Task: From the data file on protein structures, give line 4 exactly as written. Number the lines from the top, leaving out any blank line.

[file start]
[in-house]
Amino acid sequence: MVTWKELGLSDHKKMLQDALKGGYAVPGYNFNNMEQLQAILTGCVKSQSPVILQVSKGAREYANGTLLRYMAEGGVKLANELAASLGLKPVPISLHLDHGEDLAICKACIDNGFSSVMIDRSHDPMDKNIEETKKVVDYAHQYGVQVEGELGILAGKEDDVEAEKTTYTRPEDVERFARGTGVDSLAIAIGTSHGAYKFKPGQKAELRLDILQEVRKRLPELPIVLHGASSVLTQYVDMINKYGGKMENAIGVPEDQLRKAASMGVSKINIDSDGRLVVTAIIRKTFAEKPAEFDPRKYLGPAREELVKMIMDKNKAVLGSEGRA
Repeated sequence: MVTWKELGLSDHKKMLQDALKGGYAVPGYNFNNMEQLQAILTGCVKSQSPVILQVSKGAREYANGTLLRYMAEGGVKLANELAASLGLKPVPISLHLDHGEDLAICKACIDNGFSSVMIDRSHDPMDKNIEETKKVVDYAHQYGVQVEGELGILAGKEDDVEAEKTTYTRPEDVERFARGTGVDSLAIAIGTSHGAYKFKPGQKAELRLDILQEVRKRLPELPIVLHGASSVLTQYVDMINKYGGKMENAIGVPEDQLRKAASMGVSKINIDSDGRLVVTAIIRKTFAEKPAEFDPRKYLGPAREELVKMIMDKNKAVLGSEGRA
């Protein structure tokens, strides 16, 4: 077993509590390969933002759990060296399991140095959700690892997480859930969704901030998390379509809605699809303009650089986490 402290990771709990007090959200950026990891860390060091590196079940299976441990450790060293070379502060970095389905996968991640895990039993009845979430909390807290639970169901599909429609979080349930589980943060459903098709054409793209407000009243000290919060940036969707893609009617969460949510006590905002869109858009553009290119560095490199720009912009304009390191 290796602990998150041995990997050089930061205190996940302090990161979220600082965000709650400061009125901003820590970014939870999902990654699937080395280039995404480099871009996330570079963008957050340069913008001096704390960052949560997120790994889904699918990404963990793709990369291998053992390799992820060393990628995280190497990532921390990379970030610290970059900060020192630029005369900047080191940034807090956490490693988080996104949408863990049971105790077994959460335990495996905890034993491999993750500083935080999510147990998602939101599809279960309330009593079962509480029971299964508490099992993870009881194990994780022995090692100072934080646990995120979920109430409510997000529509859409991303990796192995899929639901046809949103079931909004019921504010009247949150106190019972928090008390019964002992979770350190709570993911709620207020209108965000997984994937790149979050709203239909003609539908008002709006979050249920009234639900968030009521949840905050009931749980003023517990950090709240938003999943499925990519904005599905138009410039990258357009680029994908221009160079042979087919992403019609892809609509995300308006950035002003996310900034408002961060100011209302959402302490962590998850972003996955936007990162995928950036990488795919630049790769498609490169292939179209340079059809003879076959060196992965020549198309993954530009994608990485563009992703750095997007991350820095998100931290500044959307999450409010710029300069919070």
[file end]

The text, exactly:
């Protein structure tokens, strides 16, 4: 077993509590390969933002759990060296399991140095959700690892997480859930969704901030998390379509809605699809303009650089986490 402290990771709990007090959200950026990891860390060091590196079940299976441990450790060293070379502060970095389905996968991640895990039993009845979430909390807290639970169901599909429609979080349930589980943060459903098709054409793209407000009243000290919060940036969707893609009617969460949510006590905002869109858009553009290119560095490199720009912009304009390191 290796602990998150041995990997050089930061205190996940302090990161979220600082965000709650400061009125901003820590970014939870999902990654699937080395280039995404480099871009996330570079963008957050340069913008001096704390960052949560997120790994889904699918990404963990793709990369291998053992390799992820060393990628995280190497990532921390990379970030610290970059900060020192630029005369900047080191940034807090956490490693988080996104949408863990049971105790077994959460335990495996905890034993491999993750500083935080999510147990998602939101599809279960309330009593079962509480029971299964508490099992993870009881194990994780022995090692100072934080646990995120979920109430409510997000529509859409991303990796192995899929639901046809949103079931909004019921504010009247949150106190019972928090008390019964002992979770350190709570993911709620207020209108965000997984994937790149979050709203239909003609539908008002709006979050249920009234639900968030009521949840905050009931749980003023517990950090709240938003999943499925990519904005599905138009410039990258357009680029994908221009160079042979087919992403019609892809609509995300308006950035002003996310900034408002961060100011209302959402302490962590998850972003996955936007990162995928950036990488795919630049790769498609490169292939179209340079059809003879076959060196992965020549198309993954530009994608990485563009992703750095997007991350820095998100931290500044959307999450409010710029300069919070």